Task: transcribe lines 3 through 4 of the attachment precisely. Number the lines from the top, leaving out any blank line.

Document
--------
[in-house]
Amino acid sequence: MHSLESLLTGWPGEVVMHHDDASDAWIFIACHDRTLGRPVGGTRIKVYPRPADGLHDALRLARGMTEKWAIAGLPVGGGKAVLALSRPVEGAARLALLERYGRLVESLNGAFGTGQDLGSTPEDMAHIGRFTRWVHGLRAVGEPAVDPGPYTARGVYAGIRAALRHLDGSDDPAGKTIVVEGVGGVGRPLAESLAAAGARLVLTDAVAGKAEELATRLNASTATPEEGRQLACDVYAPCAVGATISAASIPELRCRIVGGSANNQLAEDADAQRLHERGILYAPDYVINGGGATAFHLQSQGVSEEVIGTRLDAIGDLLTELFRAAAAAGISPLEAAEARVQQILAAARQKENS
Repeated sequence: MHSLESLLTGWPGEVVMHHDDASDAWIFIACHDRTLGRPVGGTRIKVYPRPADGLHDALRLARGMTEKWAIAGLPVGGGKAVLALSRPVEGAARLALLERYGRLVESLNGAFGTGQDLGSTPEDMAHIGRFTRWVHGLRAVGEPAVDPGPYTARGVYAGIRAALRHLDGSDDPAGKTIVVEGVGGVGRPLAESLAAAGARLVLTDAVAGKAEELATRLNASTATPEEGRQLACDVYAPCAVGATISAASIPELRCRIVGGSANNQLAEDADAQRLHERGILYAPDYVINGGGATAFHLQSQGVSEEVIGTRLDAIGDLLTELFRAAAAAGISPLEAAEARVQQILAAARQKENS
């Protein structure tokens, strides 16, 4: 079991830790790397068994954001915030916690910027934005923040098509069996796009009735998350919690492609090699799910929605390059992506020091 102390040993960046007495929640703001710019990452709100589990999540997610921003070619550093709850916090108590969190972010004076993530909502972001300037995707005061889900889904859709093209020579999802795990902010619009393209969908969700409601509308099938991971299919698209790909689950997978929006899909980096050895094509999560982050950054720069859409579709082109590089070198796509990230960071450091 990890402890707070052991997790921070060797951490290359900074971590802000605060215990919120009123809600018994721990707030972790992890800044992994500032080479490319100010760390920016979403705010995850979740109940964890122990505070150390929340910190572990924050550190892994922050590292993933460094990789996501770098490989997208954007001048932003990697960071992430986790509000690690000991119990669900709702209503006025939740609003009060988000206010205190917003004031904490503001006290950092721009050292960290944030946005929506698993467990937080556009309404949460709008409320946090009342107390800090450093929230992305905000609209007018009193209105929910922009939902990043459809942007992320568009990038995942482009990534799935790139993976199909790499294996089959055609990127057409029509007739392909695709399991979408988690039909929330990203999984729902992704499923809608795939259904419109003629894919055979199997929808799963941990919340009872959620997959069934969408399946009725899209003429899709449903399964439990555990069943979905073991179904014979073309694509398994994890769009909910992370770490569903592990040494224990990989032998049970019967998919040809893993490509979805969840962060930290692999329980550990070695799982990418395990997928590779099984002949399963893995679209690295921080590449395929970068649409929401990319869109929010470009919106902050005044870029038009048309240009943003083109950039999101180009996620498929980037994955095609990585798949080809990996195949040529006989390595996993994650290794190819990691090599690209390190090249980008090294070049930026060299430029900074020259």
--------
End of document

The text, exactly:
Repeated sequence: MHSLESLLTGWPGEVVMHHDDASDAWIFIACHDRTLGRPVGGTRIKVYPRPADGLHDALRLARGMTEKWAIAGLPVGGGKAVLALSRPVEGAARLALLERYGRLVESLNGAFGTGQDLGSTPEDMAHIGRFTRWVHGLRAVGEPAVDPGPYTARGVYAGIRAALRHLDGSDDPAGKTIVVEGVGGVGRPLAESLAAAGARLVLTDAVAGKAEELATRLNASTATPEEGRQLACDVYAPCAVGATISAASIPELRCRIVGGSANNQLAEDADAQRLHERGILYAPDYVINGGGATAFHLQSQGVSEEVIGTRLDAIGDLLTELFRAAAAAGISPLEAAEARVQQILAAARQKENS
């Protein structure tokens, strides 16, 4: 079991830790790397068994954001915030916690910027934005923040098509069996796009009735998350919690492609090699799910929605390059992506020091 102390040993960046007495929640703001710019990452709100589990999540997610921003070619550093709850916090108590969190972010004076993530909502972001300037995707005061889900889904859709093209020579999802795990902010619009393209969908969700409601509308099938991971299919698209790909689950997978929006899909980096050895094509999560982050950054720069859409579709082109590089070198796509990230960071450091 990890402890707070052991997790921070060797951490290359900074971590802000605060215990919120009123809600018994721990707030972790992890800044992994500032080479490319100010760390920016979403705010995850979740109940964890122990505070150390929340910190572990924050550190892994922050590292993933460094990789996501770098490989997208954007001048932003990697960071992430986790509000690690000991119990669900709702209503006025939740609003009060988000206010205190917003004031904490503001006290950092721009050292960290944030946005929506698993467990937080556009309404949460709008409320946090009342107390800090450093929230992305905000609209007018009193209105929910922009939902990043459809942007992320568009990038995942482009990534799935790139993976199909790499294996089959055609990127057409029509007739392909695709399991979408988690039909929330990203999984729902992704499923809608795939259904419109003629894919055979199997929808799963941990919340009872959620997959069934969408399946009725899209003429899709449903399964439990555990069943979905073991179904014979073309694509398994994890769009909910992370770490569903592990040494224990990989032998049970019967998919040809893993490509979805969840962060930290692999329980550990070695799982990418395990997928590779099984002949399963893995679209690295921080590449395929970068649409929401990319869109929010470009919106902050005044870029038009048309240009943003083109950039999101180009996620498929980037994955095609990585798949080809990996195949040529006989390595996993994650290794190819990691090599690209390190090249980008090294070049930026060299430029900074020259």